‘One Direction’s success was dumb luck’ – Liam Payne:

Liam Payne credits One Direction’s success to “dumb luck” and says it can never be recreated.
The 25-year-old star shot to fame in 2010 after the band – comprised of Liam, Niall Horan, Zayn Malik, Harry Styles and Louis Tomlinson – was formed on Simon Cowell’s TV show ‘The X Factor’ and Liam says their achievements can never be recreated.
He told Men’s Health Australia: “It literally was the perfect storm. There were so many scenarios that had to fall into line for that to happen. It’s not something that can easily be recreated or probably ever will be because of the way the Internet was kicking off, the way ‘The X Factor’ kicked off. I just think it was just dumb luck.”
Singer Liam Payne poses for photographers upon arrival at the Global Gift Gala in London, Thursday, March 7, 2019. (Photo by Joel C Ryan/Invision/AP)
Liam recently admitted that the music industry has vastly changed since One Direction went on an indefinite hiatus in 2016 so that the members could focus on their solo careers.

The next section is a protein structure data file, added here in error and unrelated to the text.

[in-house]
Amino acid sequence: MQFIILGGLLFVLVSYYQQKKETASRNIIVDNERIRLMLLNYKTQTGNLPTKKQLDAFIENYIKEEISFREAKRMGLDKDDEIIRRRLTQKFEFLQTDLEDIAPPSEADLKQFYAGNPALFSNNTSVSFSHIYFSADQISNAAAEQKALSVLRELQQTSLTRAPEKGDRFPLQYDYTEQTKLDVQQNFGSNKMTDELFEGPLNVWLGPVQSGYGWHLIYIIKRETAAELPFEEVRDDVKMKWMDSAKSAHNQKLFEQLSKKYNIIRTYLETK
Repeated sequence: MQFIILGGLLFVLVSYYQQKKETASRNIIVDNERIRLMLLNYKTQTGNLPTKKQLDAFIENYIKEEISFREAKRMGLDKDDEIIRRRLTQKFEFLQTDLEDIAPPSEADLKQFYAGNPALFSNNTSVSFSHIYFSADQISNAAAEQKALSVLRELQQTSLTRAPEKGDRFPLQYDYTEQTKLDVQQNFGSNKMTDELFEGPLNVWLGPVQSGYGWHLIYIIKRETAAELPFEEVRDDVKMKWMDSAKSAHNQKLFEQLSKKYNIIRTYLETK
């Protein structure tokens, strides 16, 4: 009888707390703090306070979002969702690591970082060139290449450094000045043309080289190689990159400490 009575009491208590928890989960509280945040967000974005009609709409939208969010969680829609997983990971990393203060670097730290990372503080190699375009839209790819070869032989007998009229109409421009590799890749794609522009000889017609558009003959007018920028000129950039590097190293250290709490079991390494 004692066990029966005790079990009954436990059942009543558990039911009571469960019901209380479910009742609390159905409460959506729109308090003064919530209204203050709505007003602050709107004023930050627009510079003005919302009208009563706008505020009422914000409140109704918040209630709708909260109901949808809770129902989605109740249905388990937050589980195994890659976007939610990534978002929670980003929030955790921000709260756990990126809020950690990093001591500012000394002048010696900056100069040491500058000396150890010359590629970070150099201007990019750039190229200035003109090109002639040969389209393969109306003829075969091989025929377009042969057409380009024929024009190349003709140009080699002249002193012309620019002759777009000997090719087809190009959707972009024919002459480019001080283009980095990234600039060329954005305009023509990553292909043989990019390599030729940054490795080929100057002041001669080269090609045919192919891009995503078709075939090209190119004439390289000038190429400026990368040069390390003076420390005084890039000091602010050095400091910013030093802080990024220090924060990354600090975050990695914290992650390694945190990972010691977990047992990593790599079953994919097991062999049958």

He told Esquire Middle East: “The way that the industry kind of works now is kind of a difficult one because of the way albums are and the introduction of Spotify. When I was in the band, Spotify wasn’t really a thing for us, we didn’t really care. We used to sell a lot of albums and physical copies, so it was different for us. As I got more into the solo stuff it was a kind of, like, a bit f**king confusing.”
And he admitted that One Direction’s music is “not something that I would listen to”. 
He said: “When we did the band stuff it was very–not exactly scripted–but let’s just say you kind of knew your audience very well. We’d usually sell a tour out before we’d even done an album. And then they [the record producers] would go: ‘Right, you’re doing stadiums’. And then you’d go: ‘Okay, so we need longer choruses–the kind of songs that people can chant in a stadium’. You had to kind of write around the tour.” 
“It’s a very backwards way to do it, obviously people don’t really tend to write like that. But we just had no time, so it was like: ‘Quick! We need another hit and another and another!’ It was actually easier to write in that scenario because there were so many hoops you had to jump through. It wouldn’t necessarily be my choice of music now–it wasn’t something that I would listen to–but I just knew how to make it, if that makes sense?”